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purslane

As you may recall, I belong to a CSA (Community Supported Agriculture) from which I receive a bounty of farm-fresh produce each week. Last week there was something new and very strange in my bag that I did not recognize. It is called purslane. Upon research, meaning a Google search, I found that purslane is an edible weed. The leaves, stems, flowers, and seeds are all edible. It is harvested in the summer and it now turns up at farmers’ markets in the late summer months.

You can use it raw in salads; toss it into soups; boil it, or saute it. Purslane is best used fresh. But, if you must store it, wrap it in a moist paper towel and place it in a plastic bag in the vegetable bin of your refrigerator. Purslane may be substituted for spinach in any dish that calls for spinach, raw or cooked. And in fact, cooked purslane tastes exactly like cooked spinach. I doubt that even the most advanced palate would be able to taste the difference between the two.

As I said, purslane is a weed. It is the bane of many gardeners. And now that I know what it is… add me to the list of gardeners who curse it.  It has been taking over my flower garden for the past couple of summers now, and until I found it in my CSA bag, I had no idea what that damned weed was.  When I figured out that the greens in my bag were the same thing as the weeds in my backyard, I was so disgusted that I nearly tossed the bundle from my CSA into the trash! I HATE purslane!!! Just look at it in the photo above, it has choked out every flower that was near it. I can’t get rid of it. Google revealed that purslane is an especially hearty weed – NO kidding!

Anyhow, I finally took control of my emotions and packed the stuff into the ice chest I was taking over to Coronado. On the last day, we were there, I finally had the courage to cook with the weed.

Yes, I’m glad I did. I made a potato gratin with purslane, and it was delicious and it would have been a waste to throw it in the trash. I guess I’ll get out in the yard this weekend, dig out the purslane in my flower garden, look at it as a blessing instead of a curse, and serve it up.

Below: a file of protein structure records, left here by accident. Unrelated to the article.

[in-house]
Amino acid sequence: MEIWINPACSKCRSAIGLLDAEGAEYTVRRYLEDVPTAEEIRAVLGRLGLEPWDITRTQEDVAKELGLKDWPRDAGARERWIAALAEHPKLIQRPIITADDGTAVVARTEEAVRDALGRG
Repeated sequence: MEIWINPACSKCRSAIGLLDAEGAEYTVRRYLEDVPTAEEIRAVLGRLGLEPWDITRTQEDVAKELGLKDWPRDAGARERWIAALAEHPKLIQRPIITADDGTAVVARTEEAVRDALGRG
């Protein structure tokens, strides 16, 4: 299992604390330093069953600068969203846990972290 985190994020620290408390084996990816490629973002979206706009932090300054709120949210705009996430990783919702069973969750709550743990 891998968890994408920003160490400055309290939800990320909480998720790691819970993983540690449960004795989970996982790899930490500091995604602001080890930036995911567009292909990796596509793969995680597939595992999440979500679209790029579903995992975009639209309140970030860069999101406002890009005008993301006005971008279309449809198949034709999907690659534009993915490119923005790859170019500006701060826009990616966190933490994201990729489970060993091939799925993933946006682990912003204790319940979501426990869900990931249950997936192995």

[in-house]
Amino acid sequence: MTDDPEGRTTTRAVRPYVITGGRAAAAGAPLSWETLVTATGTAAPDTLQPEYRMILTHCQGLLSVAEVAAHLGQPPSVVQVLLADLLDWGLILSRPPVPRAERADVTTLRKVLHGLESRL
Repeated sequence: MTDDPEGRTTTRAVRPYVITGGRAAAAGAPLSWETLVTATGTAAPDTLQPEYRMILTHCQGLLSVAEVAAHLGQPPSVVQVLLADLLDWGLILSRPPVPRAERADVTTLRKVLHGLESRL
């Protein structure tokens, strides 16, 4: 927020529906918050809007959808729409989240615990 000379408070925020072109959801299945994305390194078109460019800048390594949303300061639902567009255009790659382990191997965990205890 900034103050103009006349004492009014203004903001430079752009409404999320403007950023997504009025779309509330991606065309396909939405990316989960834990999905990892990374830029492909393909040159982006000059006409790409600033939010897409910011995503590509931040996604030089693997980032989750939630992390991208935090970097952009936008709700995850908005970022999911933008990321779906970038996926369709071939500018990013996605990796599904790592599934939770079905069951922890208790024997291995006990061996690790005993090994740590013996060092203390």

Most importantly, I want to send a huge shout-out and many thanks to Sheila for a wonderful long weekend at her absolutely gorgeous cottage on Coronado! It was a joy to share such relaxing girlfriend time with you there. xoxo

Potato, Tomato, and Purslane Gratin

2 tablespoons olive oil
2 garlic cloves, peeled and minced, divided
1 pound Yukon gold potatoes, peeled and sliced 1/8-inch thick
Salt and freshly ground black pepper
2 large ripe tomatoes, sliced 1/8 inch thick, divided
1/2 red onion, peeled and diced
1 1/2 cups purslane leaves, roughly chopped (substitute fresh spinach if you don’t have weeds in your garden!)
1/2 cup roughly chopped parsley, divided
1 pound red potatoes, peeled and sliced 1/8-inch thick
1 cup milk
4 tablespoons butter, divided
2 teaspoons dried thyme leaves

Preheat oven to 375 degrees. Spread the olive oil onto the bottom and sides of a rectangular baking dish then scatter about 1/3 of the minced garlic over the bottom of the dish.

Arrange the vegetables in layers; starting with the Yukon gold potatoes and seasoning each layer with salt and pepper as you go.

Next layer with 1 of the sliced tomatoes, the red onion, the purslane, and half of the parsley.

Finally, layer with the red potato slices, the remaining 1 tomato, and the rest of the parsley.

Place milk and 2 tablespoons of butter in the microwave and heat until the butter is melted.  Pour over the gratin.  Slice the remaining 2 tablespoons butter into pats and dot over the gratin. Sprinkle with the dried thyme and season one last time with salt and pepper.

Cover baking dish tightly with foil and bake in preheated oven for 1 hour, or until fork-tender. Remove foil and continue to bake for another 20 to 30 minutes, or until all the liquid is absorbed.

Serves 8


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1 comment

1 Marissa { 10.17.12 at 1:57 PM }

You’re so resourceful Mom, eating weeds for dinner

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